Ask any Android user what it’s like when the screen freezes, and you’re either stuck waiting for something to happen or pressing the power button to reboot your phone and be done with it. Or when you’re in a full-screen app and can’t figure out how to leave it. These are the little things that critics like to say separate iOS from Android in the first place, the “you already know how to use it” believers. The reason you already know how to use it? There’s a button, right there in front of your face.

OK, sure, so the iPhone 7’s home “button” wasn’t really a button at all. It was just a dedicated spot on the bottom of the device where Apple’s haptic feedback engines made you think you were clicking a button when you pressed it. And when the phone froze, it did too. There was still something soothing to pressing the button underneath a frozen GarageBand, hoping it would eventually take you home. Maybe it was just a placebo, like pressing the Close Door button in an elevator even when you know full well it won’t actually Close Door any faster. It still helped you feel in control, rather than existing at the mercy of software.

I disagree with most of this piece, but this one part was interesting. With a physical button, you could override a frozen screen; with a virtual button, you can’t. Here’s the thing though: I own an iPhone 7 and I cannot recall when the last time my iPhone froze. This drawback of not having an ability to “parachute” out of the frozen app isn’t an issue for me, because I never need it. I daresay that’s true of most users on most iOS apps. The parachute was nice in the early days when the software wasn’t as mature and the hardware limits were much easier to reach, but nowadays, how many people actually get a frozen iPhone screen?

Safari Takes More Memory Than Chrome

There’s been conjecture of late regarding the increased popularity that Safari would have if it supported favicons in its tabs. For light users of the web who surf and do not build, it’s conceivable that this could indeed be the deciding factor in determining whether to use Safari or Chrome.

For those who are building the future World Wide Web however, there’s a more substantial reason why Safari is unusable. Here’s a screenshot of my Activity Monitor from this past Wednesday. As you can see, Safari was taking nearly 18GB of memory, some of which was virtual memory, since my MacBook Pro has only 16GB of physical memory. Virtual memory is substantially slower than physical memory, which means my computer was running at a crawl. The only thing to do was to quit Safari.

I've blurred out a work-related domain, because I'm super private like that.

What was I doing that caused Safari to need this much memory? I was running Webpack Hot Module Replacement in a VueJS application. This is standard stuff for Chrome though; I’m running HMR more hours than not when I’m at my computer. But I had Safari open on this particular day because I was trying to troubleshoot a bug that was specific to Safari, which is pretty much all that I ever use Safari for.1 And Safari just couldn’t handle it. This wasn’t a fluke, either. Every time I open up Safari with HMR running, this happens.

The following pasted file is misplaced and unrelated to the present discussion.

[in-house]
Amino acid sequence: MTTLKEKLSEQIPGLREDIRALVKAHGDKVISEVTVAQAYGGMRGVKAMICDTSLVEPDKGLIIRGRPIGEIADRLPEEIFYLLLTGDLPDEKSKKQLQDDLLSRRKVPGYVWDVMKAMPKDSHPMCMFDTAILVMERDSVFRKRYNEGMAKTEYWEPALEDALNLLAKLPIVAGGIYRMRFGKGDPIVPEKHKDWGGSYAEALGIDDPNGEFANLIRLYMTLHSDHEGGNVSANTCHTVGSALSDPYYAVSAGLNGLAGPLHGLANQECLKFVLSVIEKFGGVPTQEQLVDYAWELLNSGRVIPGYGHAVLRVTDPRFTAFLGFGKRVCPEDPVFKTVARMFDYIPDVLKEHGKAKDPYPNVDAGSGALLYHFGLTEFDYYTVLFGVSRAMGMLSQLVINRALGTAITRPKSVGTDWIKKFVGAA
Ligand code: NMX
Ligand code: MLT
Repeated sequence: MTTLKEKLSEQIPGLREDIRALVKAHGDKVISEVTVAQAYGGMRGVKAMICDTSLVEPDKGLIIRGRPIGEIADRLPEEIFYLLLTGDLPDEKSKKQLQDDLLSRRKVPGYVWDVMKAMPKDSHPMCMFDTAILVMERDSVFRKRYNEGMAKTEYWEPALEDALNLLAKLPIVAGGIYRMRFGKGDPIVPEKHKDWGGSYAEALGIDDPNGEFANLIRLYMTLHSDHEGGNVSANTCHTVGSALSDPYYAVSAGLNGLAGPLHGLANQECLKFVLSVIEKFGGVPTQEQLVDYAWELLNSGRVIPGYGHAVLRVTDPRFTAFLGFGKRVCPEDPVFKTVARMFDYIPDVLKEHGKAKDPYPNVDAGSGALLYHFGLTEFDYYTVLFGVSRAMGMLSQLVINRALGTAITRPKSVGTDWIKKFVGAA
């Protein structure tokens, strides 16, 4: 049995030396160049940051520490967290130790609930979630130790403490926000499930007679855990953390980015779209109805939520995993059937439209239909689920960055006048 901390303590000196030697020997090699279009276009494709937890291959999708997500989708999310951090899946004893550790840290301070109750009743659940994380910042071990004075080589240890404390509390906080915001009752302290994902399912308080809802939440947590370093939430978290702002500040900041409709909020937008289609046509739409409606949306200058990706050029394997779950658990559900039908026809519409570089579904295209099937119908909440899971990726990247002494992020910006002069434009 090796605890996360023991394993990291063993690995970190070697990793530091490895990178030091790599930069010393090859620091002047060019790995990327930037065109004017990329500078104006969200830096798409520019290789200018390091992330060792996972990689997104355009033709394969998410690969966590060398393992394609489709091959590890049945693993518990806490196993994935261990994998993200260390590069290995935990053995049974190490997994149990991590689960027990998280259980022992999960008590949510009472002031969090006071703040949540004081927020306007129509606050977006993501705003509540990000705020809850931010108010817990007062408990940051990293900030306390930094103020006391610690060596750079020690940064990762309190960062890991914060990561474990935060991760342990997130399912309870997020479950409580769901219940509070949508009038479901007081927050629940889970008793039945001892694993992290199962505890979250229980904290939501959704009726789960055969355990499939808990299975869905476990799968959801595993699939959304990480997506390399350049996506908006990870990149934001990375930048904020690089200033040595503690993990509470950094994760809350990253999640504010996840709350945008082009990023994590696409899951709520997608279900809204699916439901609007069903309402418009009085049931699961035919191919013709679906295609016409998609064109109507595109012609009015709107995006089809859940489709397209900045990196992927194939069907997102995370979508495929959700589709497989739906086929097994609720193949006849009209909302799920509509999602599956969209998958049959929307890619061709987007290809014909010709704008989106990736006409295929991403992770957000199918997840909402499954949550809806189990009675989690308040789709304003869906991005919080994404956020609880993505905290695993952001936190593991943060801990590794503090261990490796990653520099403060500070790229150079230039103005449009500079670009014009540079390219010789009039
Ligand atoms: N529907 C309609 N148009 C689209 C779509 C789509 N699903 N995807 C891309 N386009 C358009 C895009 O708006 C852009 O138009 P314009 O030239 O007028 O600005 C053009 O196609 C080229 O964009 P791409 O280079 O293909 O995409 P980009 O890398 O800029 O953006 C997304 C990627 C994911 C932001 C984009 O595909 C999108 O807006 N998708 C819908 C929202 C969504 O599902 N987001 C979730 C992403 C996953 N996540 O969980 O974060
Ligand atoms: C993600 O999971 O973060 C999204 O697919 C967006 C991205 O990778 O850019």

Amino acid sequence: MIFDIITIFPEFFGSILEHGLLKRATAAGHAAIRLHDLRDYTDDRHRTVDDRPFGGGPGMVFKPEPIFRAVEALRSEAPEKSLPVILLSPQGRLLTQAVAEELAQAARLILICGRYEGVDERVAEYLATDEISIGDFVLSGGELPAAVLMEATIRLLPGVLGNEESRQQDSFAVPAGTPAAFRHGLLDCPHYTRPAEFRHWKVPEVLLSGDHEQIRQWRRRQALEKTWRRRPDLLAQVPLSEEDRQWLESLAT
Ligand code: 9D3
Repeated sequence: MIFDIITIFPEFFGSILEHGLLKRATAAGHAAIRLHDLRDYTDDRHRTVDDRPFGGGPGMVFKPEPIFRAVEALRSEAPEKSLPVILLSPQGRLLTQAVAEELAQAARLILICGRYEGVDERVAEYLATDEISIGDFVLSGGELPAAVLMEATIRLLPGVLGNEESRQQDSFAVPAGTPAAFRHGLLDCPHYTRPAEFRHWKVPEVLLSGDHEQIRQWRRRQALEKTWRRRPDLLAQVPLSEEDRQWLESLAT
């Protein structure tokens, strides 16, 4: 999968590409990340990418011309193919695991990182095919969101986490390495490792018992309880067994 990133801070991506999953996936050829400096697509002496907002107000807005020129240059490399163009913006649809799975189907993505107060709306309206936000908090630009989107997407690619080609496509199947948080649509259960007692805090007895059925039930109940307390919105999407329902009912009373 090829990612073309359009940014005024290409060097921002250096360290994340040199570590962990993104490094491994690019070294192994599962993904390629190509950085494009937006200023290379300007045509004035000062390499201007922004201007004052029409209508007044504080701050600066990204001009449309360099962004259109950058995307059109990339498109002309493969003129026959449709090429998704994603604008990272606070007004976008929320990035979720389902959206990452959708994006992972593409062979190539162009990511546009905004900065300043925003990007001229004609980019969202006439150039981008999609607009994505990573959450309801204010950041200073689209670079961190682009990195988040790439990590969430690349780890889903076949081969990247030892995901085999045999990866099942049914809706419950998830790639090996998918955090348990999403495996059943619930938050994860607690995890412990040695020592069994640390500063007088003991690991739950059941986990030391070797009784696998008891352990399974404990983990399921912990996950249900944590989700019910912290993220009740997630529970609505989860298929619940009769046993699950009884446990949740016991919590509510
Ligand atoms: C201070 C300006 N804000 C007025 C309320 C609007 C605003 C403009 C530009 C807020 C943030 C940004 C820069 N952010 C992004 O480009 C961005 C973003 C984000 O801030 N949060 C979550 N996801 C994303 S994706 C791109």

That Safari gradually demands more and more memory is not unique to me, either. Andrew Hodgkinson writes at Stack Exchange:

I’ve seen this ever since Safari 8 on OS X 10.9.5, OS X 10.10.x all versions with Safari 8 and sadly in Safari 9 on all El Capitan betas to date, too. The Safari memory leak in my case is severe and Safari has to be completely quit & restarted often. It only seems to happen if you tend to have a few windows open a lot, which you “reuse”; but overall, Safari just grows and grows (by many GB).

This jives with my experience. I needn’t have many Safari tabs open when this problem occurs. I can have 20 or 30 Chrome tabs open, no problem, but if I have just 2-3 Safari tabs open and one of them has an HMR socket connection, Safari’s toast. Andrew goes on:

Suggestions about “putting in more memory” are absurd. I’ve a 16GB MacBook Pro laptop which is the maximum configuration of soldered-on (“pro” my rear-end!) memory which Apple provide. It simply isn’t possible to add more. Memory pressure and slowdown tend to get critical when Safari exceeds 10GB. I did once persist to the point where it was using over 13GB. When restarted with all tabs manually revisited to ensure all pages are loaded, it’ll go back to about 2.5Gb. A leak of that size is utterly indefensible.

This is a stark change in behaviour from Safari 7, which behaved basically fine in this regard - yet there are surprisingly few reports of it online. It isn’t a subtle problem and Safari 8 has been around for ages. Others would have noticed, yet few report it.

You know why few people report it? Because no serious frontend developer uses Safari. Safari’s great if you’re just casually surfing around. It’s unusable if you’re trying to get work done. At least, the kind of work that the people in my world do.


  1. As an aside, one great way to learn to dislike a piece of software is to only open it when you’re trying to fix bugs that are specific to that software. As far as perceptions go, I view Safari on equal footing to FireFox and Internet Explorer for this reason. ↩︎

The Net Neutrality Hearing That Never Happened 

David Shepardson, writing for the Union Leader:

A U.S. House committee said on Wednesday it has cancelled a planned hearing on Sept. 7 on the future of internet access rules after no companies publicly committed to appearing.

Among those who had been invited in late July to share thoughts before the U.S. House Energy and Commerce Committee were the chief executives of Alphabet Inc., Facebook Inc., AT&T Inc. and Verizon Communications Inc.

How to know when someone’s virtue signaling: when their words don’t match their actions. These tech leaders don’t really care about net neutrality. They say they do because it’s the expedient thing to do. But when it actually comes to it, they recognize correctly that net neutrality is a farce. They had their chance, and they didn’t show up. Congress extended the deadline and they still didn’t show up. Not one single company. This is one of the clearest cases of virtue signaling and partisan politics you’ll ever see. It’s laughable.